CHARLESTON, W.Va. -- Officials for the city of Nitro can't charge citizens $25 an hour to look up information to fulfill state Freedom of Information Act requests, a Kanawha County judge has ruled.
In 2009, Nitro City Council approved an ordinance charging citizens $25 an hour if it took city officials more than 10 minutes to look up information to comply with FOIA requests. The fee was supposed to compensate the city for the time it took to collect the requested information.
But last year, Richard and Lorinda Nease challeged the ordinance in court.
In June 2012, the Neases filed a FOIA request asking for copies of a city ordinance, minutes of meetings concerning the ordinance and complaints to the city about storm drainage, according to court documents on file in Kanawha Circuit Court.
Under state law, Nitro officials had five days to either provide copies of the information, tell the Neases when and where they could look at the information or deny their request.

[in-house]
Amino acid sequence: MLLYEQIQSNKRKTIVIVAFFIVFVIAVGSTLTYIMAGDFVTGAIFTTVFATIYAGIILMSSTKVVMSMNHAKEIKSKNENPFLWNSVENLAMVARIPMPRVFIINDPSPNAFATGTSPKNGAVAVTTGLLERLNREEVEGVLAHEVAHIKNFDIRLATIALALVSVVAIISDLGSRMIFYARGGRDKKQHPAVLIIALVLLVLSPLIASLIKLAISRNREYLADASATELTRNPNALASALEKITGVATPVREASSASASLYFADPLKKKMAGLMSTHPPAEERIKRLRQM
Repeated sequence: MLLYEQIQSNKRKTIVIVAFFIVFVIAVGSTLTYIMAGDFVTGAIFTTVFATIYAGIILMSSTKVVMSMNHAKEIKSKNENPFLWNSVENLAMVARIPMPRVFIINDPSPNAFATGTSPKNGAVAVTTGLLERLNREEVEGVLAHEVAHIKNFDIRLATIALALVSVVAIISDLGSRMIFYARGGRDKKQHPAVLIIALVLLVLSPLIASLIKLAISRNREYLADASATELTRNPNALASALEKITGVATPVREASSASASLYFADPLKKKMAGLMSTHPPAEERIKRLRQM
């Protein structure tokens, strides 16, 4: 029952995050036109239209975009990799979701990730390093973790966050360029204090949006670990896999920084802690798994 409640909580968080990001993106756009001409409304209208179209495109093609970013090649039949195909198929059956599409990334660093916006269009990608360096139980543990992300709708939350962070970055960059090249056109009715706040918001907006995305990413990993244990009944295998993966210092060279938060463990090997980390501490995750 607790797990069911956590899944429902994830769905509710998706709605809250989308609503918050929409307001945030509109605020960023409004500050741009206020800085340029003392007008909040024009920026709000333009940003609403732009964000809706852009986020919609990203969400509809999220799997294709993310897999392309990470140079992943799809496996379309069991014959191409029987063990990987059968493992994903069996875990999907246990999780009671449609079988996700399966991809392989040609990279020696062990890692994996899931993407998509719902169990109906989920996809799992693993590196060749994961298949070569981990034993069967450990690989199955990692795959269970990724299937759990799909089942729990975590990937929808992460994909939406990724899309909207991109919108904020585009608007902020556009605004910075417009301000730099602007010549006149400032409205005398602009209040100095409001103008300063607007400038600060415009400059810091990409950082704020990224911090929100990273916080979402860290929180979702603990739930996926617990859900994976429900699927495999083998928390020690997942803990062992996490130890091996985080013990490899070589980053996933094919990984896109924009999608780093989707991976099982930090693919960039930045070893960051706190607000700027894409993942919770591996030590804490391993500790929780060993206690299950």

Instead, they were sent a letter saying the city would be collecting the information. When the Neases hadn't gotten the information more than a month later, they filed a second FOIA request and were told they would have to pay $25 an hour for city workers to look the information up.
The Neases didn't pay the fee and never got the information. The issue ended up in front of Kanawha Circuit Judge Charlie King.
In a ruling filed April 25, King said the city couldn't charge a fee to look up and collate information. he said state law only allows government bodies to charge for the "actual cost" of making reproductions of public records.
"The statute does not contain any further grant of authority to public bodies to charge other fees, i.e., for searching for, retrieving or compiling public records," King wrote.
In 2009, officials in Dunbar passed an ordinance requiring citizens to pay $10 an hour to look up public information. They rescinded the policy within a few months.
Reach Rusty Marks at rustyma...@wvgazette.com or 304-348-1215.